The head of the state’s environmental agency spoke out on Monday against a coal ash bill expected to clear the General Assembly on Tuesday and go to the governor, who says he will veto it.
The legislation would facilitate municipal water connections for owners of wells near Duke Energy power plants, and it would reconstitute an oversight commission to regulate the cleanup of coal ash, estimated to cost several billions of dollars depending on how extensive the task is.
A revised version of the bill, filed on Monday, would expand the number of people who could receive alternate water supplies.
Donald van der Vaart, secretary of the N.C. Department of Environmental Quality, said the state already has the tools it needs to ensure safe water is supplied, and much quicker than what is proposed in the bill, and the oversight panel is unnecessary.
The 2014 Coal Ash Management Act already requires Duke Energy to provide a permanent source of water for people whose wells can be shown to have been affected by contaminants from the leaking coal ash ponds. It has been providing bottled water for hundreds of residents for the past year. But while Duke and DEQ scientists disagree about some of the wells, van der Vaart said, the state also has significant leverage to force the utility to provide clean water.
DEQ’s proposed cleanup and closure schedule requires all 33 coal ash ponds to be excavated and moved to lined storage. But the agency says that can be re-evaluated within 18 months if Duke Energy repairs dams and provides water connections. Under the proposed bill, plans for alternate water supplies wouldn’t be required until September 2017. Environmentalists, however, are skeptical of the 18-month time frame, saying it allows DEQ to sound tough now and then re-evaluate after the November election.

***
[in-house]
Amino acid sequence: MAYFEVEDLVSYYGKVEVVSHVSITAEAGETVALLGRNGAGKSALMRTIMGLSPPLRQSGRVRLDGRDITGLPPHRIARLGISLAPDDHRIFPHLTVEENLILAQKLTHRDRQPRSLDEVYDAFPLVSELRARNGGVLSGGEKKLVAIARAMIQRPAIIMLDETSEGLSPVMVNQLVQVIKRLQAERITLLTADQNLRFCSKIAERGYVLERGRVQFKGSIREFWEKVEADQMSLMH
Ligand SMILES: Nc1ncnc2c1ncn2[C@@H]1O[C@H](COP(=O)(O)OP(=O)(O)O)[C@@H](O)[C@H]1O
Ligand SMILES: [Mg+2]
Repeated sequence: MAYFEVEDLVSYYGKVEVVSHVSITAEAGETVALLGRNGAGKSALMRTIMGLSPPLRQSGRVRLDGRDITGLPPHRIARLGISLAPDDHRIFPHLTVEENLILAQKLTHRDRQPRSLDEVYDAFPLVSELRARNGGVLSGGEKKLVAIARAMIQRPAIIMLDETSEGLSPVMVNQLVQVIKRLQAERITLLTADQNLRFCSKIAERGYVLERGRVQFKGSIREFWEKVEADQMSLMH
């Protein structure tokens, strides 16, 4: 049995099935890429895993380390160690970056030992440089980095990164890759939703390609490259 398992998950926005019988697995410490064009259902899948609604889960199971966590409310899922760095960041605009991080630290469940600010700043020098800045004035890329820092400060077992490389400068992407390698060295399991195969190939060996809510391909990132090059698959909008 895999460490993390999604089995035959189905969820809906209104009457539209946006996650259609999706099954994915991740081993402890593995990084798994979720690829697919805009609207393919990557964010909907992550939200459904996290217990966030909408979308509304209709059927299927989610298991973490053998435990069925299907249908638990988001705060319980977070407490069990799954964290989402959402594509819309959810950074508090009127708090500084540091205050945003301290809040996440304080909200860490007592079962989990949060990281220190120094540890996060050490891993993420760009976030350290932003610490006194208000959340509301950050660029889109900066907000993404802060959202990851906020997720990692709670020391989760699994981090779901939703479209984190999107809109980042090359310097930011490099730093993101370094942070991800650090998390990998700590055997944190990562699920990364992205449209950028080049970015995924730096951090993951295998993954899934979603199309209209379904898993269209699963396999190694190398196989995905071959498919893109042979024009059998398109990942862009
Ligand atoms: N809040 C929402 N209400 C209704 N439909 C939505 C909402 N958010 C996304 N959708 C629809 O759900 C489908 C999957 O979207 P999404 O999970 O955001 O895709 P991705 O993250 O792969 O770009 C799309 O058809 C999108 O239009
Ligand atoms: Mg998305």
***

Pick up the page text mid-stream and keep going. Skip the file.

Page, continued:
“We have a much larger stick to beat Duke with,” van der Vaart said. “They do not want to run afoul of their court-appointed monitor by not meeting the schedule,”
Last year a federal judge ordered Duke Energy to pay a $102 million criminal penalty related to the 2014 coal ash spill into the Dan River. A court monitor is overseeing its cleanup efforts as a part of probation.
Well water testing has been going on since last year, and there is no definitive proof that coal ash has polluted the wells.
“We believe extending permanent water supplies to basin neighbors makes sense because it gives them peace of mind and helps preserve low rankings, which benefit all in North Carolina because we have the full range of closure options,” Duke Energy spokeswoman Paige Sheehan said Monday.
The revised bill filed Monday would provide piped water to people who live some distance from the basins, without having to establish that their wells are contaminated.
She added that the company is working to meet deadlines laid out in the 2014 law, and said it supports reconstitution the Coal Ash Management Commission, which Gov. Pat McCrory disbanded after the state Supreme Court ruled it was an unconstitutional overreach by the legislature.
Van der Vaart says Duke Energy helped draft the bill, which also drew alliances among two of House’s staunch environmentalists: Rep. Chuck McGrady, a Republican from Hendersonville, and Rep. Pricey Harrison, a Democrat from Greensboro. McGrady said Monday that Duke Energy, environmentalists and others had input into the drafting of the bill.
“The irony is palpable here,” van der Vaart said of the alliances. “It helps get the legislation through, and the way they’re doing that is they’re going to join forces with those in the General Assembly still smarting after the landmark (Supreme Court) ruling.